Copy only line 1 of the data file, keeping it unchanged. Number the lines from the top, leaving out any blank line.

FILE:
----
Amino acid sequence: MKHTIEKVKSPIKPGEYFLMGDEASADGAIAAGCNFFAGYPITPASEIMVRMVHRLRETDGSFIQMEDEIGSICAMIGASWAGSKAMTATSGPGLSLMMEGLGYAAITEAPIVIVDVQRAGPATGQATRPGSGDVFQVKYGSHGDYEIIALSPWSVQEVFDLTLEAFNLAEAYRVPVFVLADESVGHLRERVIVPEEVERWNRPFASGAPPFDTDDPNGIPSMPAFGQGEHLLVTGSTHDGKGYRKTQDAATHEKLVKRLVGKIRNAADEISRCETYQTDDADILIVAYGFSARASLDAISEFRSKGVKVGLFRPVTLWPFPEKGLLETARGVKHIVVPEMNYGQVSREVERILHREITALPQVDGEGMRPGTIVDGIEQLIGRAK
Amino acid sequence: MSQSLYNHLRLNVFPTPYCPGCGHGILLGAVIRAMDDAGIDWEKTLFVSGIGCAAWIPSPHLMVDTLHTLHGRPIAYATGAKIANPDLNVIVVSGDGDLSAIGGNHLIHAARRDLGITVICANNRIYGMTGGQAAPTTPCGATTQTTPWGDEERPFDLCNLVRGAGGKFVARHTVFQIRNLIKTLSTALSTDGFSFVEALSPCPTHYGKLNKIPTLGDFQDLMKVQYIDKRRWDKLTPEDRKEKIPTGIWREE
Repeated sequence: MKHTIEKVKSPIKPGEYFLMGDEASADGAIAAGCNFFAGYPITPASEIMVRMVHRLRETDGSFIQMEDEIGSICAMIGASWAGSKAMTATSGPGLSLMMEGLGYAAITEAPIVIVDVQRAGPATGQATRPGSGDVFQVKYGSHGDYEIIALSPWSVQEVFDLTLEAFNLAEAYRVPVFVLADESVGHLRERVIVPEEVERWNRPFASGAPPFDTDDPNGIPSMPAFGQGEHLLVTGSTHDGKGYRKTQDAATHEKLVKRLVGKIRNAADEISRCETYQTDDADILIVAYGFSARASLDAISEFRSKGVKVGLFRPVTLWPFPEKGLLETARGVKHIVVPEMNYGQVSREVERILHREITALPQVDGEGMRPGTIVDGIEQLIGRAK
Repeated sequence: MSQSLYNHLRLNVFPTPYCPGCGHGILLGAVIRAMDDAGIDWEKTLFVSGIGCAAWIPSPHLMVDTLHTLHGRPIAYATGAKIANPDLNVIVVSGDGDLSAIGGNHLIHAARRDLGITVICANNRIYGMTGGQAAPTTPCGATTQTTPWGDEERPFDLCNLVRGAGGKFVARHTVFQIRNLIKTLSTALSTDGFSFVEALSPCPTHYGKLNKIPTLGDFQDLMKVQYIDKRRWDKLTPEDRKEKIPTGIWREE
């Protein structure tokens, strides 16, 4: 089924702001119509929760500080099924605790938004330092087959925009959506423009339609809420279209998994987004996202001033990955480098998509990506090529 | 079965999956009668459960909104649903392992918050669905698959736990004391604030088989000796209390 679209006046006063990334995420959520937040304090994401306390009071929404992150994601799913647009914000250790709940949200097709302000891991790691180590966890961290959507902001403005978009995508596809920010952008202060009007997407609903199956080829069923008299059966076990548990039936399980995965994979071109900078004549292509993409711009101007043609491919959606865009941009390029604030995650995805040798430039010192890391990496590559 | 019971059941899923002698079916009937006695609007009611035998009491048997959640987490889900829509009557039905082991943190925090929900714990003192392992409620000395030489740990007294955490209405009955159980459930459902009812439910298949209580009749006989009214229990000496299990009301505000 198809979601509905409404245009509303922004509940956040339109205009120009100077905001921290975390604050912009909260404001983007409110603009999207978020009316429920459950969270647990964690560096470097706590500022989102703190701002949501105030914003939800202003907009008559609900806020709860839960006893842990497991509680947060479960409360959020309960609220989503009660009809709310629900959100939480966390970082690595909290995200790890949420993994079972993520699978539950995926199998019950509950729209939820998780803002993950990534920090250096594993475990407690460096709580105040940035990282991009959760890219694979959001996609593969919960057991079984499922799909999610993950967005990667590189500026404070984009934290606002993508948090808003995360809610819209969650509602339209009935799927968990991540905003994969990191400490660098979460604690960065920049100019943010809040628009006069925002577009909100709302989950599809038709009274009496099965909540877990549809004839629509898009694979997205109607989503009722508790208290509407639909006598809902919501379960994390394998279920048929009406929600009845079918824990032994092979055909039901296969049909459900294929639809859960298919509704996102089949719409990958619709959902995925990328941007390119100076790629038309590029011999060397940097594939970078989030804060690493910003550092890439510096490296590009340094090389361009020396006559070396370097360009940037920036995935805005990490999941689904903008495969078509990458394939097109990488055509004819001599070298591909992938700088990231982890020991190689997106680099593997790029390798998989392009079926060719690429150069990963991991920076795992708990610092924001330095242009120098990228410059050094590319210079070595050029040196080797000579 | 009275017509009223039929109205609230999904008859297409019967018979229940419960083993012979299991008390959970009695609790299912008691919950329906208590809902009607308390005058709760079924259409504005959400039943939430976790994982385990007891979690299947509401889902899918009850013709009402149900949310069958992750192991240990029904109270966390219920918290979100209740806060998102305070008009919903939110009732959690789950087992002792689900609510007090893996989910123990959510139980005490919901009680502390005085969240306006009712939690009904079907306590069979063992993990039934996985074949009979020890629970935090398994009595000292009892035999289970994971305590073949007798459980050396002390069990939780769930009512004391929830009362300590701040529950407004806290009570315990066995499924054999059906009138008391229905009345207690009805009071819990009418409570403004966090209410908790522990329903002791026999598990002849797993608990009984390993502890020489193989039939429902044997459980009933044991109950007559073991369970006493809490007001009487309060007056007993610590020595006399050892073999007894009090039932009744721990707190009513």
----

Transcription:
Amino acid sequence: MKHTIEKVKSPIKPGEYFLMGDEASADGAIAAGCNFFAGYPITPASEIMVRMVHRLRETDGSFIQMEDEIGSICAMIGASWAGSKAMTATSGPGLSLMMEGLGYAAITEAPIVIVDVQRAGPATGQATRPGSGDVFQVKYGSHGDYEIIALSPWSVQEVFDLTLEAFNLAEAYRVPVFVLADESVGHLRERVIVPEEVERWNRPFASGAPPFDTDDPNGIPSMPAFGQGEHLLVTGSTHDGKGYRKTQDAATHEKLVKRLVGKIRNAADEISRCETYQTDDADILIVAYGFSARASLDAISEFRSKGVKVGLFRPVTLWPFPEKGLLETARGVKHIVVPEMNYGQVSREVERILHREITALPQVDGEGMRPGTIVDGIEQLIGRAK